Taking a Break But Not Forever

Much has changed since I started this blog on September 11, 2013. My nonfiction grad school cohort can tell you how much I didn’t want to write about diabetes for my MFA thesis – the book that became the start to this blog. And in the six years since I’ve been diagnosed, I am still learning new things about myself with this disease.

I wanted to share those experiences with the world and contribute to a community of Type 1s. And maybe I wanted to prove to myself that I could manage life given this short end of the stick. What I didn’t expect when I started this blog back in 2013 was where it would take me and what kind of content my readers would inspire me to write.

I cannot tell you much I value your readership and support these past two years. You are the reason I keep this blog going. You are the reason I continue to write. And although this blog has kept me writing and contributing to this online community, I must now re-focus my priorities and take what little time I have to write to devote to other publishing opportunities. Continue reading

Advertisements

My Life With Diabetes: Am I in Control?

I walk down the cracked sidewalk along Wisconsin Avenue, past the Starbucks and Regal movie theater in Bethesda. My fingers start to tingle, and my heart rate increases. Suddenly I feel extremely weak. Each step is an effort, and I feel a steel box closing in around my heart. I am out of breath. My limbs start to shake, and my vision is less reliable. I can’t read the street sign in front of me. I stop at the next intersection and look for the glucose tablets in my purse.

I scramble to chew four of these tablets quickly, leaving a powdery residue on the tips of my fingers. I lean against the side of a brick building and call my supervisor. I’m supposed to be in a meeting in two minutes but until I get my blood sugar back up, there’s no way I’m making it back to the office without help. I’m only a five-minute walk away, but right now my vision is blurry and my hands are shaking.

My supervisor doesn’t answer his phone so I call my work colleague and let her know of the situation. I usually don’t tell people when I’m having a low blood sugar, but in this case, I realize it’s the safest thing I can do in case I do have a seizure in the middle of the street. My work colleague has severe allergies so we’ve both agreed to be each other’s medical back-up. I know where her EpiPen is, and she knows what to do if I pass out from low or high blood sugar. Continue reading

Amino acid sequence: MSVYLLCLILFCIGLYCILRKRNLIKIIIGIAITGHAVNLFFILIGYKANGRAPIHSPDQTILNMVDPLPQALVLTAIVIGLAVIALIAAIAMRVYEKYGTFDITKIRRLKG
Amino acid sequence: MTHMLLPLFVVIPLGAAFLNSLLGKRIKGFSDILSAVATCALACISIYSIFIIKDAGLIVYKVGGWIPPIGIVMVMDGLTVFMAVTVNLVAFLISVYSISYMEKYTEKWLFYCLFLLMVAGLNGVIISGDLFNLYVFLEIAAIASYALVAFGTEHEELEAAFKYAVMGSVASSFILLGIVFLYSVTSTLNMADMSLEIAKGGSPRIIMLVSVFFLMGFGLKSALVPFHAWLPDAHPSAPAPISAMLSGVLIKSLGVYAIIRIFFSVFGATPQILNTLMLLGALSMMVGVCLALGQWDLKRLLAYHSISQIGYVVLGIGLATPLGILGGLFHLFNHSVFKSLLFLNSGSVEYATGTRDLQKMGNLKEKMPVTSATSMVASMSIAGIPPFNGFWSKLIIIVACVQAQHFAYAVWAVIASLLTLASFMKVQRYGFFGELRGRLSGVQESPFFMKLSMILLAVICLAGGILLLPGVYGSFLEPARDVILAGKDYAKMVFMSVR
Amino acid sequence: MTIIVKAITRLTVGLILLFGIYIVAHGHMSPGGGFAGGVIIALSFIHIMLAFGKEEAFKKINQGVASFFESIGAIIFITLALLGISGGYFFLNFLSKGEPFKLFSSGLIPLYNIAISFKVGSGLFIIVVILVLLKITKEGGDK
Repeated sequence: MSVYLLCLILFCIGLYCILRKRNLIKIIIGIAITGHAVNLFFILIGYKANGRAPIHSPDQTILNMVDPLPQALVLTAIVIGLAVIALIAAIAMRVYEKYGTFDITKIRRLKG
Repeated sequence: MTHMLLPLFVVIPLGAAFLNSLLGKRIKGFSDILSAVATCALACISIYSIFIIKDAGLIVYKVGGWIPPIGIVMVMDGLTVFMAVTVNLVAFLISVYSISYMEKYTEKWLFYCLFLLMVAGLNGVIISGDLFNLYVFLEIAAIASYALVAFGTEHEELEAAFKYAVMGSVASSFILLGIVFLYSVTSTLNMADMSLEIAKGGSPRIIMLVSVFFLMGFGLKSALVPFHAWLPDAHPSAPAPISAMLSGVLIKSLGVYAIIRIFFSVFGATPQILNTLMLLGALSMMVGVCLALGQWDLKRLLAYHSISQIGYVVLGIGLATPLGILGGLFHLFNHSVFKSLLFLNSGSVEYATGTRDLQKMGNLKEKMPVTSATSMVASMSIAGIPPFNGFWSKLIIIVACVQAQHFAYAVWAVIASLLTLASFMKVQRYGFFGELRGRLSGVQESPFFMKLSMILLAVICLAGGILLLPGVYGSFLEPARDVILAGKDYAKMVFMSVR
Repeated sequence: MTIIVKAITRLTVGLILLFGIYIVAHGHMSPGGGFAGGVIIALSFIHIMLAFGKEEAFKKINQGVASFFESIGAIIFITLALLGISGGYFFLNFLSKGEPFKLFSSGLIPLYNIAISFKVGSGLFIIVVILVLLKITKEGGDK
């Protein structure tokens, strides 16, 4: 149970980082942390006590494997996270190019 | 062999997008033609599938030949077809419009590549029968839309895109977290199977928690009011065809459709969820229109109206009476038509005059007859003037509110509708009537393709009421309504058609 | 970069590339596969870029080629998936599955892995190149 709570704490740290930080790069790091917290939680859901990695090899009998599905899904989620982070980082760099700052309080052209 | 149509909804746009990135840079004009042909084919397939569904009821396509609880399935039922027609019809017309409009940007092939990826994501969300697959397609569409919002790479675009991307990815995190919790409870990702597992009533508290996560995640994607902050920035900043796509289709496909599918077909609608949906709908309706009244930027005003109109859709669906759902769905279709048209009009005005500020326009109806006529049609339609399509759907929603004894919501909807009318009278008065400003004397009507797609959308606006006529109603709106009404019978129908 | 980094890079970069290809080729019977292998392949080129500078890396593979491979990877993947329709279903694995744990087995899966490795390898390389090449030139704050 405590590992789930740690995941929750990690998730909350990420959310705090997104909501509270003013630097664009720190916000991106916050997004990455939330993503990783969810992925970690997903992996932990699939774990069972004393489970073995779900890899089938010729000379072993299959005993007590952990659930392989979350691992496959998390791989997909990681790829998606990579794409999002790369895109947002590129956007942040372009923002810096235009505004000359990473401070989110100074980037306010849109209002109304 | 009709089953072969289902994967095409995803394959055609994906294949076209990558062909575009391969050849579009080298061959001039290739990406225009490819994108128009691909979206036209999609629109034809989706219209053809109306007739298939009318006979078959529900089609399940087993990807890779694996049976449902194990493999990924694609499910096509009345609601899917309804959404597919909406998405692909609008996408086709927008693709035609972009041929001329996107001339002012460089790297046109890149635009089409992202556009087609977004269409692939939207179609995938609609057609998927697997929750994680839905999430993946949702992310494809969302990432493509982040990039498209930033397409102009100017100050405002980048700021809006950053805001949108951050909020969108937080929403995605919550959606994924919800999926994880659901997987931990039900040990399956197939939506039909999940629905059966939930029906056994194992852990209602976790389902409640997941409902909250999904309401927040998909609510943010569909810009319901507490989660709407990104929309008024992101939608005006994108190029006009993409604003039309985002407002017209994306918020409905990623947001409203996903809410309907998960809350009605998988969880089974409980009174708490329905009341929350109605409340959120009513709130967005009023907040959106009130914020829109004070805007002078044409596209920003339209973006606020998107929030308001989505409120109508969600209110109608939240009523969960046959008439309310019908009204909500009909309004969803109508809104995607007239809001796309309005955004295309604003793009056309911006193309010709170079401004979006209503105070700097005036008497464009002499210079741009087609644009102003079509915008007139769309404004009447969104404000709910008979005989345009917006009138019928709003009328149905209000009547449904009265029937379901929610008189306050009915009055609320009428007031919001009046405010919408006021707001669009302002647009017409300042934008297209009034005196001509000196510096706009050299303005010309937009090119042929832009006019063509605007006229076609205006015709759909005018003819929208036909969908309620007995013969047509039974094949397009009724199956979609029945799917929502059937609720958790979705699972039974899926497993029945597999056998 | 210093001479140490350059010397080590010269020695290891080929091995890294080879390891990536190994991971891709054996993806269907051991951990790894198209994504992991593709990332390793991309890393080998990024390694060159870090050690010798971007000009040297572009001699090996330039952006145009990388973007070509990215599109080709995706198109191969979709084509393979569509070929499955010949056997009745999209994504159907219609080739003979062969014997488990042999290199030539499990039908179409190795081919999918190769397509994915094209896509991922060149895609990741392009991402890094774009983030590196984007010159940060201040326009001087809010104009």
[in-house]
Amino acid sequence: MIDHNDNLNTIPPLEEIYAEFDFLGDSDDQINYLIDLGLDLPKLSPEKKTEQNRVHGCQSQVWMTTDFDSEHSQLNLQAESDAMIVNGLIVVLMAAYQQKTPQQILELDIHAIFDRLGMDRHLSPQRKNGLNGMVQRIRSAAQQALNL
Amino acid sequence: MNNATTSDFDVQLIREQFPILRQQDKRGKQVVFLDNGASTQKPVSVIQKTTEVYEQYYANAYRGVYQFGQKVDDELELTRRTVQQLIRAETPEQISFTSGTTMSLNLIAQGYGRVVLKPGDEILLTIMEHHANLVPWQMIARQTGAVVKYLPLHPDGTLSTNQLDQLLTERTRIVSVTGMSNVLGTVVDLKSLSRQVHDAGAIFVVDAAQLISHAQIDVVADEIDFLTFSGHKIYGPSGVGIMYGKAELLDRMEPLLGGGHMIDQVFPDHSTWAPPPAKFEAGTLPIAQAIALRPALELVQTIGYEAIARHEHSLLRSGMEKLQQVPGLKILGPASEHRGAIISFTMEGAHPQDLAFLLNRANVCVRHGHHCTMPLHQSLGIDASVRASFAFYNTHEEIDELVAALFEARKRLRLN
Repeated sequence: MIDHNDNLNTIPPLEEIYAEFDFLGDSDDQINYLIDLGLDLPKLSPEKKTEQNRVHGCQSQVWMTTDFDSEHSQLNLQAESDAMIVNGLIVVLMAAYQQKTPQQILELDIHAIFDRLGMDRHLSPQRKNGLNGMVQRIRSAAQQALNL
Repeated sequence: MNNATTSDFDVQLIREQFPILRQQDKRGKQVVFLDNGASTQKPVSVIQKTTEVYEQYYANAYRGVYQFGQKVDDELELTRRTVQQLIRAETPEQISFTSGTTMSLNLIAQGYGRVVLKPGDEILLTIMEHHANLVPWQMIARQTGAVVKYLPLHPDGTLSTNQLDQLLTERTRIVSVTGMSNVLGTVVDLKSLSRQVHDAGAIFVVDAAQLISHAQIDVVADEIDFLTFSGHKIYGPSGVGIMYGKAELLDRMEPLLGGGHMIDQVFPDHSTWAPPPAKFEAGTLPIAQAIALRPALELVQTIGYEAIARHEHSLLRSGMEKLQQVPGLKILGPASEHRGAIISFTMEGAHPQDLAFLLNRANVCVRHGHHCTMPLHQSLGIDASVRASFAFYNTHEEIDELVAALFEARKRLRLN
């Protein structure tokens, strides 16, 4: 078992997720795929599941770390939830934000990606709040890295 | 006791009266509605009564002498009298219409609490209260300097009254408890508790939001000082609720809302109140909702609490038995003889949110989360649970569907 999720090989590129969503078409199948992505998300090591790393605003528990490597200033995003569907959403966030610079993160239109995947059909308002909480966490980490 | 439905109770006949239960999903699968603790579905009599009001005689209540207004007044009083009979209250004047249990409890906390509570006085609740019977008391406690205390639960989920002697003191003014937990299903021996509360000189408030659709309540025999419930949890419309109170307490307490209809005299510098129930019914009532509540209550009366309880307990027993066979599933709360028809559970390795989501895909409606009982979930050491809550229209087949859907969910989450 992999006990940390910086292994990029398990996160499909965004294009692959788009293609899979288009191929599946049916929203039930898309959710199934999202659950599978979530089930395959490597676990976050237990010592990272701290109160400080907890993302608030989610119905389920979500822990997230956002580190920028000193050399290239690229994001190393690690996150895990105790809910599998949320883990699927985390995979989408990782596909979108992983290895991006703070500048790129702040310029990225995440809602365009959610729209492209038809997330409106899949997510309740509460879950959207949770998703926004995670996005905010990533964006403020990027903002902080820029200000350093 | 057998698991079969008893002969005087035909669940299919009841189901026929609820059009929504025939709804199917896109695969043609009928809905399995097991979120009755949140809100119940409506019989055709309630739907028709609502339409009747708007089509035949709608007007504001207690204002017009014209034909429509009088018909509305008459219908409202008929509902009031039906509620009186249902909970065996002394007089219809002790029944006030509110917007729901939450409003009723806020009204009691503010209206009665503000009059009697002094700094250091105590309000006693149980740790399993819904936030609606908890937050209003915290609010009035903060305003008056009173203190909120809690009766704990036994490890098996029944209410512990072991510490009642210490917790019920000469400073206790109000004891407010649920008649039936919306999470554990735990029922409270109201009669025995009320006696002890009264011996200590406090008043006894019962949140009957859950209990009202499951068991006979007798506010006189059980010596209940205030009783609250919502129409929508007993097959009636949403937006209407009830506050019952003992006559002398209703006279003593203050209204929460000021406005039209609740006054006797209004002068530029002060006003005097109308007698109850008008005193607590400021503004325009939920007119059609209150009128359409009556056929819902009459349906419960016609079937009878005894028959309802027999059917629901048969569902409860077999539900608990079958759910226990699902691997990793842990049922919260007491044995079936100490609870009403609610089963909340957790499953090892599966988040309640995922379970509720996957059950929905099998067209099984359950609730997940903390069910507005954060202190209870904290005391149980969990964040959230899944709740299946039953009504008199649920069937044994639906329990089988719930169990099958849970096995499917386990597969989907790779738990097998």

Needles, Reservoirs, Cannulas, and More

The other day I was replacing my insulin pump reservoir. This requires a series of steps that I will reiterate for those who have never had to replace their insulin pump supply (as a side note, manufacturers, physicians, and researchers alike recommend switching this supply every three days although I sometimes stretch mine to four).

Replacing my Insulin Pump Reservoir

The first thing one needs is an alcohol swab, reservoir, infusion set, a blue cylinder-shaped device to inject the infusion set underneath the skin, and of course the insulin and pump. So after wiping the spot on my stomach with alcohol and then the top of the insulin vial, I use the reservoir to fill the plastic insulin container with insulin from the vial (it’s important to make sure you remove all air bubbles from the plastic container). And then of course my cat knocks the vial from my desk (it’s small enough this is harmless).

I then twist the reservoir into the end of the infusion set. I rewind the insulin pump so that it knows there is zero insulin inside and can essentially start to recount my usage (I tell it I use 100 units per new supply). I place the new reservoir into the insulin pump and then fill the 23-inch thin plastic tubing of the infusion set so that I know insulin will safely travel through the cannula from the pump to underneath my skin (this usually requires 6-9 units of insulin per fill). Continue reading

Autoimmunity

It’s hard to live when you don’t trust your body, and no matter what you do, it continues to disappoint you.

Today I found out I may have another autoimmune disease. I was notified by email of my recent lab results. And a short note from my doctor: you have ______. Here are my medication and dosage recommendations.